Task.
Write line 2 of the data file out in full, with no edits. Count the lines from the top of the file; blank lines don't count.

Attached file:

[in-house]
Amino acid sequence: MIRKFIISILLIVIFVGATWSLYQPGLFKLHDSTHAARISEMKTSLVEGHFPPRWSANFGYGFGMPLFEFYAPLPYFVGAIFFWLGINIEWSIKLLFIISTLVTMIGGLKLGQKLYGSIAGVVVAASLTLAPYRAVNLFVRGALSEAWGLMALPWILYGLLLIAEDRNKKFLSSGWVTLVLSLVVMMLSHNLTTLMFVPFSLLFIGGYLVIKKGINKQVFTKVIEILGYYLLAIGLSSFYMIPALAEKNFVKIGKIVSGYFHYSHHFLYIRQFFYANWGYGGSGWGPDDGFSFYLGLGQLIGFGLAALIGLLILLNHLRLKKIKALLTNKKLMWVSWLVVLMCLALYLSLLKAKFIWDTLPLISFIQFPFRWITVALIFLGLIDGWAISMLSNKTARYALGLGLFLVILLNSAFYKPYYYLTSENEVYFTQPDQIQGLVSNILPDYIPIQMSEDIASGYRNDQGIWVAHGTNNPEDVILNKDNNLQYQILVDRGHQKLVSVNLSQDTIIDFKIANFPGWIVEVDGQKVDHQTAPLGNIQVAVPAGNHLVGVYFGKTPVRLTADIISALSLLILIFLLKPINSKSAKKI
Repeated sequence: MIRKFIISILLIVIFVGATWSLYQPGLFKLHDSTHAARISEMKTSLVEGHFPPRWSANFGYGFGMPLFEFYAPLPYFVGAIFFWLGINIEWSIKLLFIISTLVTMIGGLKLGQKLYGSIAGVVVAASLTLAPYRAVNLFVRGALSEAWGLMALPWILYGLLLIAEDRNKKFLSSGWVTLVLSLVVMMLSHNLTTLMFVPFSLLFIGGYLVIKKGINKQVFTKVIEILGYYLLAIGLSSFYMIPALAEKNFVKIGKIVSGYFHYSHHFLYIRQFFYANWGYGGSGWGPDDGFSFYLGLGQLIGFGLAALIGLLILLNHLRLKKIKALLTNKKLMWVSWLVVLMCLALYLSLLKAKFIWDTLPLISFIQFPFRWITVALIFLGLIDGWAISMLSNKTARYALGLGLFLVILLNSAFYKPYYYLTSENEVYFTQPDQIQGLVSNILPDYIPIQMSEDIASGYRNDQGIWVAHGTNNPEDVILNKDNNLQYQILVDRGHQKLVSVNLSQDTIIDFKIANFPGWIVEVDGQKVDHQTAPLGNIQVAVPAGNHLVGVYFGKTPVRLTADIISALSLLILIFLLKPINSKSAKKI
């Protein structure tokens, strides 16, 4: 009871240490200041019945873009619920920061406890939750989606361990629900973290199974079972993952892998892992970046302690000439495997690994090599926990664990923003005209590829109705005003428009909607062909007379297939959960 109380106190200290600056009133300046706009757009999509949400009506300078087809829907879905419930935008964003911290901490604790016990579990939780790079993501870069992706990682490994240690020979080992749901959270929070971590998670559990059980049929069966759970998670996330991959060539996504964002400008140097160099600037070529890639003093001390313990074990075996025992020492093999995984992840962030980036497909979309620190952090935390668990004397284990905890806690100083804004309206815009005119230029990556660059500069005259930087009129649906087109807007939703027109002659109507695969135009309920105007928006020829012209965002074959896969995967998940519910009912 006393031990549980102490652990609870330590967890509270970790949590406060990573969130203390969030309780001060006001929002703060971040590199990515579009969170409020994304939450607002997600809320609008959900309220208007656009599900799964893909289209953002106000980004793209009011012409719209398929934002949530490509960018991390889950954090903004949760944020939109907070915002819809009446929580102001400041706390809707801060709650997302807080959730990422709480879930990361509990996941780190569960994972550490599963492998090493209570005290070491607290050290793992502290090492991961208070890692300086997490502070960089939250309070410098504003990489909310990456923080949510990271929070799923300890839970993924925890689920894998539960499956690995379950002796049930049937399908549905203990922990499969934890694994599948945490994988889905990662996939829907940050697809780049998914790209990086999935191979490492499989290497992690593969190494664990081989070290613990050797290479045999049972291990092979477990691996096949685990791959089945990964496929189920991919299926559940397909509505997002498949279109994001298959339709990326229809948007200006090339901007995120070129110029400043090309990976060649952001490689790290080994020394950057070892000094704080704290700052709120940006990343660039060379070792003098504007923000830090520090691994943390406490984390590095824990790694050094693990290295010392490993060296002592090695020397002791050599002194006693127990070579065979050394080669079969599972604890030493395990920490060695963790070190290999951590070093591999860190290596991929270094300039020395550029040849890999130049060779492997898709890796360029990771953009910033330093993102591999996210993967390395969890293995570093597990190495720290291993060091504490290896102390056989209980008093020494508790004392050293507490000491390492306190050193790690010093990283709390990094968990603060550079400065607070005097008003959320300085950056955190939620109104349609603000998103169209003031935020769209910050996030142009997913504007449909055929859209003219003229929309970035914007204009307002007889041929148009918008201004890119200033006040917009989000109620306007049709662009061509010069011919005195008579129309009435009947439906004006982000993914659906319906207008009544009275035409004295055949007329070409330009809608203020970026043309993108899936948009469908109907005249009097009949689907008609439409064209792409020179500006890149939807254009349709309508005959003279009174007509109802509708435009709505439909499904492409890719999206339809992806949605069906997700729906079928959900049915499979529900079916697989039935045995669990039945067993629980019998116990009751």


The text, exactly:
Amino acid sequence: MIRKFIISILLIVIFVGATWSLYQPGLFKLHDSTHAARISEMKTSLVEGHFPPRWSANFGYGFGMPLFEFYAPLPYFVGAIFFWLGINIEWSIKLLFIISTLVTMIGGLKLGQKLYGSIAGVVVAASLTLAPYRAVNLFVRGALSEAWGLMALPWILYGLLLIAEDRNKKFLSSGWVTLVLSLVVMMLSHNLTTLMFVPFSLLFIGGYLVIKKGINKQVFTKVIEILGYYLLAIGLSSFYMIPALAEKNFVKIGKIVSGYFHYSHHFLYIRQFFYANWGYGGSGWGPDDGFSFYLGLGQLIGFGLAALIGLLILLNHLRLKKIKALLTNKKLMWVSWLVVLMCLALYLSLLKAKFIWDTLPLISFIQFPFRWITVALIFLGLIDGWAISMLSNKTARYALGLGLFLVILLNSAFYKPYYYLTSENEVYFTQPDQIQGLVSNILPDYIPIQMSEDIASGYRNDQGIWVAHGTNNPEDVILNKDNNLQYQILVDRGHQKLVSVNLSQDTIIDFKIANFPGWIVEVDGQKVDHQTAPLGNIQVAVPAGNHLVGVYFGKTPVRLTADIISALSLLILIFLLKPINSKSAKKI